Friday reading #25

 by Martin Belam, 19 October 2012

And so Friday rolls around again. Here is my weekly round-up of long(-ish) reads from the worlds of UX, journalism, publishing, and 80s synth-pop. If you are so inclined, you can get the whole lot bundled together as a Readlist, optimised for iOS, Kindle, and other ereading experiences.

Friday reading

Out Of The Ashes Of Dead Trees” - Andrew Sullivan, The Daily Beast
[Print publications are] like Wile E Coyote suspended three feet over a cliff for a few seconds. They’re still there; but there’s nothing underneath; and the plunge is vast and steep…There’s a reason why Drudge Report and the Huffington Post are named after human beings. It's because when we read online, we migrate to read people, not institutions.”
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Unmasking Reddit’s Violentacrez, The Biggest Troll on the Web” - Adrian Chen, Gawker
“I asked if he regretted anything he had posted, now that he’d be found out. No, he said. ‘I would stand by exactly what I’ve done.’ The problem was, he explained, that if his identity got out, his many enemies would start attaching lies to his name because they simply don’t like his views. They would say he was a child pornographer, when all he had done was spearhead the distribution of thousands of legal photos of underage girls. They would say the fact that he created a subreddit dedicated to Hitler meant he was anti-Semitic, when really it was just trolling.” Brilliant journalism. An absolute must read.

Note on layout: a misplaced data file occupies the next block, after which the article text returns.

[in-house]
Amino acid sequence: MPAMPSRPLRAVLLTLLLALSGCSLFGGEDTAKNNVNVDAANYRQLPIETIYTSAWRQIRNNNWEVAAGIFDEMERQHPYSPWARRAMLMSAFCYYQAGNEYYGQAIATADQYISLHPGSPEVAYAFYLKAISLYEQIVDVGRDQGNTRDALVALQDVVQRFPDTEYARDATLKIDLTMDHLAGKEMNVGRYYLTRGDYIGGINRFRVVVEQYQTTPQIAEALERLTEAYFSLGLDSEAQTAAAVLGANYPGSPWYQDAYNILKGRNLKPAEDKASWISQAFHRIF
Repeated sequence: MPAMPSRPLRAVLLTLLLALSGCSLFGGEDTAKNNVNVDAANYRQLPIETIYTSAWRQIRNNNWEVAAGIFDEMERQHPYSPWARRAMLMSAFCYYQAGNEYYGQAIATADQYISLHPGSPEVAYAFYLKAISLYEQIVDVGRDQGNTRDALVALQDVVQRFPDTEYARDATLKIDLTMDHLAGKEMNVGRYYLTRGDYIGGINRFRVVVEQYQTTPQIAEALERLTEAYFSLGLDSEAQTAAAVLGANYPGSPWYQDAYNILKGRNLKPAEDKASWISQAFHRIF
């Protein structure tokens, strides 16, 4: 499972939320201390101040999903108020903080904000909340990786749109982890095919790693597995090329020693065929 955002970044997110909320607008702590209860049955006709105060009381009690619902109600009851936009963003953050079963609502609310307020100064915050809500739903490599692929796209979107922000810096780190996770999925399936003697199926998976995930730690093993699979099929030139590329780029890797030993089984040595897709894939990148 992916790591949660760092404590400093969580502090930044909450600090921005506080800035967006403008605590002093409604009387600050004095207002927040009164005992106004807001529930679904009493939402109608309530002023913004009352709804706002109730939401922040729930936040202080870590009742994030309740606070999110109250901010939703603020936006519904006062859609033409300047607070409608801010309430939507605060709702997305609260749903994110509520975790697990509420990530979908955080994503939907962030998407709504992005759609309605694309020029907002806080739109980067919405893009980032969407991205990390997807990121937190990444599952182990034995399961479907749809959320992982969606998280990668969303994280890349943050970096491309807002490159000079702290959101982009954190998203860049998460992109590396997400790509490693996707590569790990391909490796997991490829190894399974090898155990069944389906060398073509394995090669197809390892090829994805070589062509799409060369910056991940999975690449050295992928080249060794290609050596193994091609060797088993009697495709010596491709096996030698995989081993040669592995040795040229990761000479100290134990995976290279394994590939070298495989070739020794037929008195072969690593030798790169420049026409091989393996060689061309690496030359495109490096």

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Responsive Comping: Obtaining Signoff with Mockups” - Matt Griffin, A List Apart
As well as having some interesting ideas on how designers-trying-to-code and developers-trying-to-design can help each other, it makes this salient point: “Sending clients in-browser comps is remarkably easy, as it turns out. We just e-mail them a URL. Clients can look at the designs in various browsers and on various devices, resize them, click links and navigation, and check out hover states. Instead of asking our clients to pretend that an image is a website, we show them… a website.”
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Oliver Reichenstein on design” - Tanya Combrinck, .net magazine
“When we release a new update and there is no negative feedback for more than a couple of hours I get nervous. No negative feedback means that you are doing something wrong. A product that doesn’t polarise has no energy. This doesn’t mean that you need to make people angry on purpose. What you need to do is try to make a product so strong that it’s obviously only for a clear target audience. Then you need to find ways to solve the big problems it has, so it becomes a product for everybody in your target audience.”
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The Emperor’s New Clothes” - Alan Mather, In the eye of the storm